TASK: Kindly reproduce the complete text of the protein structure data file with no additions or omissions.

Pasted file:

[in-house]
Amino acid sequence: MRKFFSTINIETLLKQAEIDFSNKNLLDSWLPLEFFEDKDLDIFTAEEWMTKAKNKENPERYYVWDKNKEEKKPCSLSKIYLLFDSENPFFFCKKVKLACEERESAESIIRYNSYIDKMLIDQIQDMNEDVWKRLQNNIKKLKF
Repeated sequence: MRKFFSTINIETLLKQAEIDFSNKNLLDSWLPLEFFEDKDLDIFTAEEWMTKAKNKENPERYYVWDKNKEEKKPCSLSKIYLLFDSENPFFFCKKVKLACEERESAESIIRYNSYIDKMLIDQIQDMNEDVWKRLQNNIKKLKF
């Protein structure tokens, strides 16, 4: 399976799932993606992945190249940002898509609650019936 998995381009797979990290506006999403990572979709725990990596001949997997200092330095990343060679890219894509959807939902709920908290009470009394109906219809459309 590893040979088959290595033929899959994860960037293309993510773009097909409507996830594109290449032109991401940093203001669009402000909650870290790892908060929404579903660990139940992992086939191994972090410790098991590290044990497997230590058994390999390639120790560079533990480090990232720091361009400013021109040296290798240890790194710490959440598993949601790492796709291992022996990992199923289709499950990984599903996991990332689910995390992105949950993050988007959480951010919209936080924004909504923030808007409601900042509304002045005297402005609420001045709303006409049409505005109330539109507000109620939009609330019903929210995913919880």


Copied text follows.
[in-house]
Amino acid sequence: MRKFFSTINIETLLKQAEIDFSNKNLLDSWLPLEFFEDKDLDIFTAEEWMTKAKNKENPERYYVWDKNKEEKKPCSLSKIYLLFDSENPFFFCKKVKLACEERESAESIIRYNSYIDKMLIDQIQDMNEDVWKRLQNNIKKLKF
Repeated sequence: MRKFFSTINIETLLKQAEIDFSNKNLLDSWLPLEFFEDKDLDIFTAEEWMTKAKNKENPERYYVWDKNKEEKKPCSLSKIYLLFDSENPFFFCKKVKLACEERESAESIIRYNSYIDKMLIDQIQDMNEDVWKRLQNNIKKLKF
């Protein structure tokens, strides 16, 4: 399976799932993606992945190249940002898509609650019936 998995381009797979990290506006999403990572979709725990990596001949997997200092330095990343060679890219894509959807939902709920908290009470009394109906219809459309 590893040979088959290595033929899959994860960037293309993510773009097909409507996830594109290449032109991401940093203001669009402000909650870290790892908060929404579903660990139940992992086939191994972090410790098991590290044990497997230590058994390999390639120790560079533990480090990232720091361009400013021109040296290798240890790194710490959440598993949601790492796709291992022996990992199923289709499950990984599903996991990332689910995390992105949950993050988007959480951010919209936080924004909504923030808007409601900042509304002045005297402005609420001045709303006409049409505005109330539109507000109620939009609330019903929210995913919880």